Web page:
Richards, L.J. 1899 (copyright © 2000 by Cartography Associates)
David Rumsey Collection.
Boston Daily Globe September 26, 1891
Ponds For Pleasure.
Three of Them Already Commenced in Franklin Park.
The work of constructing a chain of three artificial ponds has commenced at Franklin Park with the view of affording recreation, both winter and summer,for the children of Boston.
The ponds will be situated in the valley south of Scarboro hill, extending in a southwesterly direction, the third pond lying west of the circuit drive south of Rock Morton.
About six and a half acres will be covered by the ponds. Their depth will be eight feet in summer, but in winder the water will be drawn off so that the depth will be but four feet, and so prevent danger of drowning accidents, and allow skaters to pass under a rustic bridge situated between the second and third ponds.
Over the northerly shore of the largest pond a boathouse will be built where boats and canoes will be kept for hire. The ponds are so laid out as to add greatly to the beauty of the park.
January 30, 1902
Hockey Players Barred.
English High - Dorchester Game Postponed.
Schoolboys Indignant Over the Delay at Franklin Field.
Supt Pettigrew Will be Appealed to for a New Rink at Franklin Park.
The ice hockey game scheduled for yesterday afternoon at Franklin park between English high school and Dorchester high was postponed indefinitely, notwithstanding the fact that both teams were on the ice and ready to play.
Capt Hamburger of English high got his men ready to play at 3:30, but was notified by the officer on duty at Scarboro pond that he had received orders from Supt Pettigrew to prevent playing between the bridges, as it interfered with the other skaters.
The schoolboys were then allotted space above the westerly bridge, but when they went there, it was already taken possession of by the curlers from the Boston curling club, and as there was no possibility of playing without interfering with the curlers, the hockey players had to give up the idea of having a game.
The schoolboys now propose, if possible, to find out how things stand and they are indignant over the way they have been treated regarding Franklin field, and blame the park authorities for not insisting upon the contractor finishing his work so that the field may be flooded.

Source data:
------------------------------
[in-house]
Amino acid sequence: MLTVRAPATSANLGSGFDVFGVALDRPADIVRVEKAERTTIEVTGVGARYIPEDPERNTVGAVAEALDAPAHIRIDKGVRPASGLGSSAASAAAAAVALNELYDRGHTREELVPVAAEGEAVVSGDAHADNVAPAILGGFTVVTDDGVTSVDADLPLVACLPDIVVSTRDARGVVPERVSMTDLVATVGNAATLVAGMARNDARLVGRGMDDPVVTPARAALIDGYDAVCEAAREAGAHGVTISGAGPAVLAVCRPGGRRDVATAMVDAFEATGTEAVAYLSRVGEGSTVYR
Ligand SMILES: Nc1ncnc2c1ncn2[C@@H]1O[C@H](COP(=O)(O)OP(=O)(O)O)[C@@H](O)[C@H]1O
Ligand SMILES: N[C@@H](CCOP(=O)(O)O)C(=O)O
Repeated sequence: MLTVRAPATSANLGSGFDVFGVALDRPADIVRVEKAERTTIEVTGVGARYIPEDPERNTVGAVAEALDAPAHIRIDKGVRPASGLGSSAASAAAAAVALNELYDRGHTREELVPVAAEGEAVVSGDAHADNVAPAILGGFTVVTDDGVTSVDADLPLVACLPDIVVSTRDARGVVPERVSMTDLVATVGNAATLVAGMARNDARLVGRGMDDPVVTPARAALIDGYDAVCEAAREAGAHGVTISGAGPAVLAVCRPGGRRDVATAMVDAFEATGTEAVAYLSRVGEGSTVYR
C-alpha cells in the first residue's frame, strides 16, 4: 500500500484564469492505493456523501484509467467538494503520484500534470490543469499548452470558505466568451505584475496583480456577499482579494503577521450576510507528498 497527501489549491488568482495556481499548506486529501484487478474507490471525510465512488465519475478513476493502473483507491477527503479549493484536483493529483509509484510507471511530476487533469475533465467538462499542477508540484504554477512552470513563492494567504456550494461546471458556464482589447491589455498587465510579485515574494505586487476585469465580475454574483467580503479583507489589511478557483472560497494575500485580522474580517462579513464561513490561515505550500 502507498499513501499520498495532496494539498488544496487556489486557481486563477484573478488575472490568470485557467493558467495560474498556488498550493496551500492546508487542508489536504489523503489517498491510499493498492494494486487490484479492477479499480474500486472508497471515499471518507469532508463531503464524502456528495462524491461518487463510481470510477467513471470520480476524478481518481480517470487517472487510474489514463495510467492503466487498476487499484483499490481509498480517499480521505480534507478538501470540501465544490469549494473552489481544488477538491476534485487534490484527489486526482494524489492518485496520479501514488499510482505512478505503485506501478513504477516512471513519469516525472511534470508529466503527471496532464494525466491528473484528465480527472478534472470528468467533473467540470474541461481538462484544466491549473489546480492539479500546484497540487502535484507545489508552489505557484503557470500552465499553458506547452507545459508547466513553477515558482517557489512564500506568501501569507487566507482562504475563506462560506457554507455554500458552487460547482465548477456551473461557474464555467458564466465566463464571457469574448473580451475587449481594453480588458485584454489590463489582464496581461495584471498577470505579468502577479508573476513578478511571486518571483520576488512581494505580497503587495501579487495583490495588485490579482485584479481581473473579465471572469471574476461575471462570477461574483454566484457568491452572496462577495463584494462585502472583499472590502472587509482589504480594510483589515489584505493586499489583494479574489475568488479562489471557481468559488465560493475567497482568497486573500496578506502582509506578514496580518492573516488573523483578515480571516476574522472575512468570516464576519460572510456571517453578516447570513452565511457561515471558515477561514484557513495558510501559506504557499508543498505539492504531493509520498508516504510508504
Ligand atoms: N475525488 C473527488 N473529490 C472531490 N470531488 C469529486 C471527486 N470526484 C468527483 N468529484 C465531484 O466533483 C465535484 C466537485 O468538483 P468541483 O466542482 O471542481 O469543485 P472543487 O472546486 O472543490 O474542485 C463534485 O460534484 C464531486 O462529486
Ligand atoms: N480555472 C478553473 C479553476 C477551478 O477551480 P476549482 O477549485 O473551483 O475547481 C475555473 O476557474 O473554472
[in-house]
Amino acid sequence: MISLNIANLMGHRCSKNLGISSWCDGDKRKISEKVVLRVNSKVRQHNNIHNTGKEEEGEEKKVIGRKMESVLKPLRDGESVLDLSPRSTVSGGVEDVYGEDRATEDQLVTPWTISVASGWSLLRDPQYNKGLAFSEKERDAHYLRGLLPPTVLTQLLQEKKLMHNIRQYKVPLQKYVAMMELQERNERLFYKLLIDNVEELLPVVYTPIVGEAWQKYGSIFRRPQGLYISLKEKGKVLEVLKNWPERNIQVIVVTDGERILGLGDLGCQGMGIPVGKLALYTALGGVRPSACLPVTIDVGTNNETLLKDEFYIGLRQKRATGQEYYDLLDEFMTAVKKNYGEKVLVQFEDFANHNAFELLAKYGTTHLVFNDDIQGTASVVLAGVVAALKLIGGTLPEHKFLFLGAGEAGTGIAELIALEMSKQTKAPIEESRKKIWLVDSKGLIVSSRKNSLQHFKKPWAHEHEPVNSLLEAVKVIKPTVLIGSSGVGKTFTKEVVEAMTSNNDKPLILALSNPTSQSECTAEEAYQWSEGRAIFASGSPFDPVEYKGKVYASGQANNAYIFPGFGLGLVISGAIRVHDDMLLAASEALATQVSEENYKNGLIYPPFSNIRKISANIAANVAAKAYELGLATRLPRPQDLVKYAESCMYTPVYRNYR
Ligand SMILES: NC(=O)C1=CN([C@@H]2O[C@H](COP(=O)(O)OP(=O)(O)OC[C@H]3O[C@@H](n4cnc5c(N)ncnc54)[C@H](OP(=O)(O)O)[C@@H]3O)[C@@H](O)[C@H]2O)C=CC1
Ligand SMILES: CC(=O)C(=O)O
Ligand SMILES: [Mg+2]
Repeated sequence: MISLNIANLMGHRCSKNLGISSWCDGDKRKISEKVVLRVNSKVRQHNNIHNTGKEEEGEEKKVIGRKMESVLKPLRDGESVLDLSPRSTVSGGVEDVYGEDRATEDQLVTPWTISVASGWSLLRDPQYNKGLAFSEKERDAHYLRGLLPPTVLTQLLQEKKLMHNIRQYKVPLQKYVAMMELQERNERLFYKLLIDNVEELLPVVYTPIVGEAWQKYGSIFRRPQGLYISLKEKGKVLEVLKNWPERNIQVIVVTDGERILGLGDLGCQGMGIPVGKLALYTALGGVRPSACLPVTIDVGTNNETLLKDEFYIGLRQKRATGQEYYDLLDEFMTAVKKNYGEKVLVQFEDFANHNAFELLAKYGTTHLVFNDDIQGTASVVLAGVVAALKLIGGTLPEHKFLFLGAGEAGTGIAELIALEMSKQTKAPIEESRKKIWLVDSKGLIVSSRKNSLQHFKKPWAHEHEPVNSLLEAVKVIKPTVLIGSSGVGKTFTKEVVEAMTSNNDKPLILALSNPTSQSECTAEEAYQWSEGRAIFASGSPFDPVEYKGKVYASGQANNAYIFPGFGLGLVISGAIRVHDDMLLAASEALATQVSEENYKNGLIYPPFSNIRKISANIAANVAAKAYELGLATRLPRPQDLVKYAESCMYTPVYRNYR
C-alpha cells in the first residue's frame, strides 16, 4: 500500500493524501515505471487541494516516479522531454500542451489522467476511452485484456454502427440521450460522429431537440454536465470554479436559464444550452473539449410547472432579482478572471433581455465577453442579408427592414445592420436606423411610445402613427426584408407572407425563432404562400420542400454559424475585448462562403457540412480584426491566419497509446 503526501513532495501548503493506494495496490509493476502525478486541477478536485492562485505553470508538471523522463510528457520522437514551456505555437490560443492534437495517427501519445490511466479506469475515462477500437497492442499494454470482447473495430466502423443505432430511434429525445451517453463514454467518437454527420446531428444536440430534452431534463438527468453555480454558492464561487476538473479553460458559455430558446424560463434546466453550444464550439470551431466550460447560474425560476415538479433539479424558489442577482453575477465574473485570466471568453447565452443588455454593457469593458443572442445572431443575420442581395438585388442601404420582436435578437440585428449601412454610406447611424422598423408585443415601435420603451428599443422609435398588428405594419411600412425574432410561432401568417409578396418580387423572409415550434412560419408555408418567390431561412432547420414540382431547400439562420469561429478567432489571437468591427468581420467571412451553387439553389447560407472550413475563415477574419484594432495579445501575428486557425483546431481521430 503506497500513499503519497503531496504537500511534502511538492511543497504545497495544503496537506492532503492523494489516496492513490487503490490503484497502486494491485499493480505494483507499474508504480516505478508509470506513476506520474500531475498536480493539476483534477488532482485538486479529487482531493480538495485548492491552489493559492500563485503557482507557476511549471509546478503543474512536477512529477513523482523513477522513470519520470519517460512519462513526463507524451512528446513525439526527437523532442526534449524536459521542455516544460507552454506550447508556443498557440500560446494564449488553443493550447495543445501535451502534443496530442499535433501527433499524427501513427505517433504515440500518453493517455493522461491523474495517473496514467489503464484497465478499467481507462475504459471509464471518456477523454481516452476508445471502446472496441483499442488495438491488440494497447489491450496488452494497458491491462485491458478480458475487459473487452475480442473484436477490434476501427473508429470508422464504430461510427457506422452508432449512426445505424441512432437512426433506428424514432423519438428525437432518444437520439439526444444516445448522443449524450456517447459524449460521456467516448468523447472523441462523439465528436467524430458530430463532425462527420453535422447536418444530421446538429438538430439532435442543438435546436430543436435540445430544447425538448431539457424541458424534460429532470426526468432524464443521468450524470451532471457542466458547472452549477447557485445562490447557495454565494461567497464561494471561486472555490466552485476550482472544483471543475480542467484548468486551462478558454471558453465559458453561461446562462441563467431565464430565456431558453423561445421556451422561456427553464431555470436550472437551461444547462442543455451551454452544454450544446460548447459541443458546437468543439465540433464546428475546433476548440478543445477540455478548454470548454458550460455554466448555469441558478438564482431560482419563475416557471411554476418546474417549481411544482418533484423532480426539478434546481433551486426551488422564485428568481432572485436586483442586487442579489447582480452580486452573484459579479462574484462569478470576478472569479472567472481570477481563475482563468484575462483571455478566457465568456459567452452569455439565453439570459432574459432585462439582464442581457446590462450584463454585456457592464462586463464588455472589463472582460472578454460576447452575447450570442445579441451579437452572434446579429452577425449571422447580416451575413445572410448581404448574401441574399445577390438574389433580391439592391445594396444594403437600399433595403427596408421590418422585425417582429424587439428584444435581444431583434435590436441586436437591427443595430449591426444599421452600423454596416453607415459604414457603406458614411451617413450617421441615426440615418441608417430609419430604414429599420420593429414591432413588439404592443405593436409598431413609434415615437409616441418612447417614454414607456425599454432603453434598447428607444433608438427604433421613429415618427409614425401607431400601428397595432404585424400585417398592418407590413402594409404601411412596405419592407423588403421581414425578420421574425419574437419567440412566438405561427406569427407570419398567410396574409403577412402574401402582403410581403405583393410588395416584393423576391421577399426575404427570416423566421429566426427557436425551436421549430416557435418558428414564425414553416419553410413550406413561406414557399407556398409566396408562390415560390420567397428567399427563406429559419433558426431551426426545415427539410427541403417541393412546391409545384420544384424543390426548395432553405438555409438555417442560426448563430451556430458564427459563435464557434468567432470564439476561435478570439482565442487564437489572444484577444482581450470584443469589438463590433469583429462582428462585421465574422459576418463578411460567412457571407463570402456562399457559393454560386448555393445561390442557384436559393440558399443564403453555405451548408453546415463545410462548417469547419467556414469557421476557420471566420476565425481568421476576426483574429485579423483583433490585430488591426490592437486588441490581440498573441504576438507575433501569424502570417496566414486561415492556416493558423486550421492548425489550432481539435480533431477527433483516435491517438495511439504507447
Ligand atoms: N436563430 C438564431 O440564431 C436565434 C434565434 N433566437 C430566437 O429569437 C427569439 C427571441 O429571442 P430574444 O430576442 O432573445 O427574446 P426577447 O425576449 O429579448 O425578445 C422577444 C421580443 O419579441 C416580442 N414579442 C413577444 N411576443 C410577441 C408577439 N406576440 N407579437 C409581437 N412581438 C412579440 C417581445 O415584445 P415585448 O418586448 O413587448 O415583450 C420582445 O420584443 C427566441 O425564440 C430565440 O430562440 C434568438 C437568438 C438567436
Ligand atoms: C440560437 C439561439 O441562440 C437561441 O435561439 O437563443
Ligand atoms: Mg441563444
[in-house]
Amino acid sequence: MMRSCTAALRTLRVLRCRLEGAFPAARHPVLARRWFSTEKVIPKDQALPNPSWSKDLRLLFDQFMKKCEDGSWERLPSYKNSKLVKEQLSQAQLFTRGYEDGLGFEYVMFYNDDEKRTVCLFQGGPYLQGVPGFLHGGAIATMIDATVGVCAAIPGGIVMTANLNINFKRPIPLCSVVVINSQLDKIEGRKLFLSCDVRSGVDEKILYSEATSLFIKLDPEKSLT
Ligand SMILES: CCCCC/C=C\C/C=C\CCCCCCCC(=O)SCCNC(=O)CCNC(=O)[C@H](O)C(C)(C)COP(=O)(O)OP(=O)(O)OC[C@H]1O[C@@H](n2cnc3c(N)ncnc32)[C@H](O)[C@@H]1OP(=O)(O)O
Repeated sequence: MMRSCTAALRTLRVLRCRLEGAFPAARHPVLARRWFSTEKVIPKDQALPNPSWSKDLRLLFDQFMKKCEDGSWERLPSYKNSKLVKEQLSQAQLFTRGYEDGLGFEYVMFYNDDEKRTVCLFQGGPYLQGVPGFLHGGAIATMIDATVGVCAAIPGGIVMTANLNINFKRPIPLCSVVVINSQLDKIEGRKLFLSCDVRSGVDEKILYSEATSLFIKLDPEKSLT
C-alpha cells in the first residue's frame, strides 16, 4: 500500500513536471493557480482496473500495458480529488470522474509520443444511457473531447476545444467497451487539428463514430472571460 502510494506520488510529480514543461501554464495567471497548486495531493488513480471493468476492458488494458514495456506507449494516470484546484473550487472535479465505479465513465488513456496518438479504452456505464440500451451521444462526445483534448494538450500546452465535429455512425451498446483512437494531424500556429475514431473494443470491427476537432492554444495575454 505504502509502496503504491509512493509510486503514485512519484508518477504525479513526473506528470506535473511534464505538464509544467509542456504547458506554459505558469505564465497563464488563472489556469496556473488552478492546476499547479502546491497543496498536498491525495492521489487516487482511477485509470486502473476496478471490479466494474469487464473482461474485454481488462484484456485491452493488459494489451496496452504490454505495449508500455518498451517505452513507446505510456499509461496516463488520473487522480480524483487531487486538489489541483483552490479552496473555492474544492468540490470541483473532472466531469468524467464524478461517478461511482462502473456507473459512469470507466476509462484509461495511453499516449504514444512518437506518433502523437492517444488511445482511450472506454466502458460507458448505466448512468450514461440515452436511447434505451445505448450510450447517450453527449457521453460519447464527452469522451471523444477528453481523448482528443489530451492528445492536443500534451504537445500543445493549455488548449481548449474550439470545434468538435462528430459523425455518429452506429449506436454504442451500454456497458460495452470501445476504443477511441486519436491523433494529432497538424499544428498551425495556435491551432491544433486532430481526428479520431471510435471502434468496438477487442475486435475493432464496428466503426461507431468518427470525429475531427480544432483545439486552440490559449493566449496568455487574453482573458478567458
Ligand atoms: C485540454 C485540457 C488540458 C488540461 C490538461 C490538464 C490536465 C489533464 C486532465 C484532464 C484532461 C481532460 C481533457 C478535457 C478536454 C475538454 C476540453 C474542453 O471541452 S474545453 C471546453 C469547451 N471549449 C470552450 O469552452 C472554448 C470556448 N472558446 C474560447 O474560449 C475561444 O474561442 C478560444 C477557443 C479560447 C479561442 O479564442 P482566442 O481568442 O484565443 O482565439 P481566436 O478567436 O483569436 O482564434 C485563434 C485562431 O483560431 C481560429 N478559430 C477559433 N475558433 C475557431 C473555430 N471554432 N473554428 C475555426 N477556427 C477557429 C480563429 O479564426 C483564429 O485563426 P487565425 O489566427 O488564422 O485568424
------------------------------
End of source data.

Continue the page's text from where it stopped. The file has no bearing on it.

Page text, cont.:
The also claim that the superintendent some weeks ago stated that a hockey rink would be provided for the boys at Franklin park, and that everything would be done to make up for the loss of Franklin field.
It is understood that a complaint has been made to the authorities that the hockey players monopolize the ice along with the curlers. Such is not the fact, as the rink, 180 by 80 feet, takes up comparatively small space and allows plenty of surface for the young people who are not interested in the game to enjoy themselves.
Hockey is exceptionally popular this year, and many teams practice at Franklin park whenever the ice is in good condition. Supt Pettigrew will be asked to provide a new rink by the school teams.
Not all was beauty and fun when Scarboro pond was laid out and filled.
At about 3:30 on the afternoon of June 18, 1896, a canoe capsized on Scarboro pond. While W.T. Irving was pulled from the water by boatman in charge Herbert Stiles, P.M. Benway drowned in spite of the efforts of Patrolman George Riley.
On the evening of September 12, 1902, Mrs. Ellen A. Donovan was found drowned in Scarboro pond. Mrs. Donovan, a resident of Roxbury, had been an inmate at the Austin farm hospital just up Morton street, and had escaped from the institution in the morning.
On May 20, 1918, Miss Hansea Larson, 24, disappeared from the Boston State hospital, and committed suicide by drowning herself at Scarboro pond.
Sadly, whether through accident or intent, on rare occasions Scarboro pond became a scene of tragedy.
Note: I followed the spelling of the article, but you may see Scarborough as well.